Bright-Minded Home – June 2014


Q+A with Chris Corson of EcoCor on the deep energy retrofit of his home

Q+A with Chris Corson of EcoCor on the deep energy retrofit of his home

Chris Corson of EcoCor, a design-build firm in Searsmont, decided it was time to fix the cobbler’s own shoes with a Passive House deep energy retrofit of his family’s traditional 1965 New England Cape. 


Q: What made you want to retrofit instead of building new?

A: This home was in my wife’s family for a generation and has quite a bit of sentimental value, great bones, and we love the spot. As well, we have three children and two careers, so the thought of moving was just too much.


Q: What were the major changes?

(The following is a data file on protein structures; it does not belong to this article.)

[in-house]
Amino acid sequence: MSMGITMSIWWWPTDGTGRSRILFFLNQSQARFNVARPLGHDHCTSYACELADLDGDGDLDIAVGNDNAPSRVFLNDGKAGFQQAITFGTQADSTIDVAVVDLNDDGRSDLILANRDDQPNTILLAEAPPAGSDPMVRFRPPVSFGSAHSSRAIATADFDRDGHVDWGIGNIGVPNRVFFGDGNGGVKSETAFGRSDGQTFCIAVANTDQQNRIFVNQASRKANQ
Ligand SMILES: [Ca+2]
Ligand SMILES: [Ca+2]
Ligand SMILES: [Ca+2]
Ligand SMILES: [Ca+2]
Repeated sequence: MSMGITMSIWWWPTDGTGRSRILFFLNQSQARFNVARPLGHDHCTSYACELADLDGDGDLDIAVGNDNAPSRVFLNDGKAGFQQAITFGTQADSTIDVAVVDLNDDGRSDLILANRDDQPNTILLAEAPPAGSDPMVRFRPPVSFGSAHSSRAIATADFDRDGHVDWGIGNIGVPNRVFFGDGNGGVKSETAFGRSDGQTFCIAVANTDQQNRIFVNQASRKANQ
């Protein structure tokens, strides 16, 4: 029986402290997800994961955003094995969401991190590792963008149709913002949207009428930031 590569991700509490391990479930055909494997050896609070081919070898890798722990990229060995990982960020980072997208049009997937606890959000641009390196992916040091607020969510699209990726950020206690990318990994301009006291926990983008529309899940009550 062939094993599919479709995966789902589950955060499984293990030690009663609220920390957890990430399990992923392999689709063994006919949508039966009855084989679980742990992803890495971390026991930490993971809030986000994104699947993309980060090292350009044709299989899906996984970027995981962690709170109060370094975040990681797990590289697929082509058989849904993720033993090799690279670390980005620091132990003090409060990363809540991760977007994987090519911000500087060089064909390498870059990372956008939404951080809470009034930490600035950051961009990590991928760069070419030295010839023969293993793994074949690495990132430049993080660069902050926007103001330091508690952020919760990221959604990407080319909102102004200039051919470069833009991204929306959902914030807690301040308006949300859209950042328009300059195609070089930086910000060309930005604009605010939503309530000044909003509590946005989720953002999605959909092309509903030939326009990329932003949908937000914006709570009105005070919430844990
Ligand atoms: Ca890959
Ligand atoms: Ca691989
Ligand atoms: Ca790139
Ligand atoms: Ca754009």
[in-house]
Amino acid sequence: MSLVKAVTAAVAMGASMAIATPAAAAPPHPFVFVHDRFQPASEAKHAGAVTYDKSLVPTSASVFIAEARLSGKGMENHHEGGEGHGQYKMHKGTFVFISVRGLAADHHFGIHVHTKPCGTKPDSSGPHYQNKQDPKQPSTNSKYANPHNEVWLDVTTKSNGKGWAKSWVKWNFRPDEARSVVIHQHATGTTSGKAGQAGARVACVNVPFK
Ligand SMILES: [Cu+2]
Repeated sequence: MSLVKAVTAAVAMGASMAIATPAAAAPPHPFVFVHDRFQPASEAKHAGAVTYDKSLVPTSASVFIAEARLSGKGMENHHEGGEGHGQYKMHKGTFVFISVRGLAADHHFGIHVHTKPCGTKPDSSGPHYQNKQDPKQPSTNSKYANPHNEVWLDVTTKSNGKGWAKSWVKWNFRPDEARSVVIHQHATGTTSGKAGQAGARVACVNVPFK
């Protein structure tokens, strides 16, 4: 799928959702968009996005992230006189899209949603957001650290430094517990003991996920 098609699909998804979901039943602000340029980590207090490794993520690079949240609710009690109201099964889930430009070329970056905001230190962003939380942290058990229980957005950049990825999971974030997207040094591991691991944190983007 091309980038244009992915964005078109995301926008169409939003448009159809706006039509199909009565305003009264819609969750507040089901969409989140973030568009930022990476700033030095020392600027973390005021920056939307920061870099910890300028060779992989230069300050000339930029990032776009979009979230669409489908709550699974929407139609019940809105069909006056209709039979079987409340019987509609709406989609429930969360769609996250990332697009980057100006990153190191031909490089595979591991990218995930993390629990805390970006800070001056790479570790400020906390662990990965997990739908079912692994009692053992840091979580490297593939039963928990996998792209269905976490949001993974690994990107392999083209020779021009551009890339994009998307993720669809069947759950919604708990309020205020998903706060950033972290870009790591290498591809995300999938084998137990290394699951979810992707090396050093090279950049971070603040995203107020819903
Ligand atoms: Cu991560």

A: The entire house was stripped of siding and roofing, and all eaves were cut off to eliminate thermal bridges through the rafter tails around the perimeter of the home. We insulated the existing structure with dense-packed cellulose and wrapped the house in 5.5 inches of polyiso [polyisocyanurate] resulting in R47-to-R55 walls, R75-to-R113 roof, and R40-plus basement. Mechanical ventilation was added as well as a continuous air barrier. Windows were replaced with triple-glazed windows and doors, we re-sided with eastern white pine that was farmed and milled 12 miles away, and re-roofed with standing-seam Galvalume. Finally, we replaced the oil boiler with a wood pellet boiler imported from Austria.


Q: What’s your average annual utility bill?

A: Less than $600 for all heat and domestic hot water per annum for a family of five, and we use lots of hot water. We live in a heavily wooded area with limited solar access, so our electric bill is standard.


Q: Anything new you learned?


A: For current retrofits we’ve switched from polyiso to healthier and cleaner cellulose for the exterior puff jacket.  

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